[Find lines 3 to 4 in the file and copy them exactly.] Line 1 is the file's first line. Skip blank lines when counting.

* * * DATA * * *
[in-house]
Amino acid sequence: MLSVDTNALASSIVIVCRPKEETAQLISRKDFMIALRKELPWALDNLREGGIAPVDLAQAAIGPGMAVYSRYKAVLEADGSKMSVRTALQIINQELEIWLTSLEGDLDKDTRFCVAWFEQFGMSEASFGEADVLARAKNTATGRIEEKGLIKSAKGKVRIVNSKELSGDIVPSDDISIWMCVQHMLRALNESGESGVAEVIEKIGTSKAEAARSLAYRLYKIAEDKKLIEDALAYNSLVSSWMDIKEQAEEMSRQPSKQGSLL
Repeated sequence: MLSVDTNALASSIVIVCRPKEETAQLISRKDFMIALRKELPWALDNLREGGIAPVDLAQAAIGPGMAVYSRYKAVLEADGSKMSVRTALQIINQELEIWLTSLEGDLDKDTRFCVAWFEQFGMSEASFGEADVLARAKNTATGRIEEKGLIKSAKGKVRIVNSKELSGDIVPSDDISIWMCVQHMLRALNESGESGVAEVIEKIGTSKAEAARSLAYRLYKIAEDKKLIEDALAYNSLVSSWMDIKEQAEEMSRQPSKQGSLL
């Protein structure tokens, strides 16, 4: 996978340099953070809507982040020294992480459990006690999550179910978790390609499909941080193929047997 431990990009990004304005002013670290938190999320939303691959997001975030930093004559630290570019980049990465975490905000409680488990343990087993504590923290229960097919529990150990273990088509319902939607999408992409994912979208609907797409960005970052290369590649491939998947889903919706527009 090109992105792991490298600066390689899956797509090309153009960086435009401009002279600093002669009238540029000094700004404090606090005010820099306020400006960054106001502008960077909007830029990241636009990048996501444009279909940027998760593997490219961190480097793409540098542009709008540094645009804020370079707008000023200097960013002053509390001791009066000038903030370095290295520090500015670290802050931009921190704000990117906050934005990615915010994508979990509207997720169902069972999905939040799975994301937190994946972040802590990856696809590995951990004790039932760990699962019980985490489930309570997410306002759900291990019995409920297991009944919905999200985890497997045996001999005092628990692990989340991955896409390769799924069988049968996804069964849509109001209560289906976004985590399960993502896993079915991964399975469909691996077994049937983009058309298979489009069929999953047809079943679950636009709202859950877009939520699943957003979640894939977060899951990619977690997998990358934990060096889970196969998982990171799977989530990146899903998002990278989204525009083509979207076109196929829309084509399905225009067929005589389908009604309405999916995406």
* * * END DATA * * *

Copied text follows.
Repeated sequence: MLSVDTNALASSIVIVCRPKEETAQLISRKDFMIALRKELPWALDNLREGGIAPVDLAQAAIGPGMAVYSRYKAVLEADGSKMSVRTALQIINQELEIWLTSLEGDLDKDTRFCVAWFEQFGMSEASFGEADVLARAKNTATGRIEEKGLIKSAKGKVRIVNSKELSGDIVPSDDISIWMCVQHMLRALNESGESGVAEVIEKIGTSKAEAARSLAYRLYKIAEDKKLIEDALAYNSLVSSWMDIKEQAEEMSRQPSKQGSLL
């Protein structure tokens, strides 16, 4: 996978340099953070809507982040020294992480459990006690999550179910978790390609499909941080193929047997 431990990009990004304005002013670290938190999320939303691959997001975030930093004559630290570019980049990465975490905000409680488990343990087993504590923290229960097919529990150990273990088509319902939607999408992409994912979208609907797409960005970052290369590649491939998947889903919706527009 090109992105792991490298600066390689899956797509090309153009960086435009401009002279600093002669009238540029000094700004404090606090005010820099306020400006960054106001502008960077909007830029990241636009990048996501444009279909940027998760593997490219961190480097793409540098542009709008540094645009804020370079707008000023200097960013002053509390001791009066000038903030370095290295520090500015670290802050931009921190704000990117906050934005990615915010994508979990509207997720169902069972999905939040799975994301937190994946972040802590990856696809590995951990004790039932760990699962019980985490489930309570997410306002759900291990019995409920297991009944919905999200985890497997045996001999005092628990692990989340991955896409390769799924069988049968996804069964849509109001209560289906976004985590399960993502896993079915991964399975469909691996077994049937983009058309298979489009069929999953047809079943679950636009709202859950877009939520699943957003979640894939977060899951990619977690997998990358934990060096889970196969998982990171799977989530990146899903998002990278989204525009083509979207076109196929829309084509399905225009067929005589389908009604309405999916995406």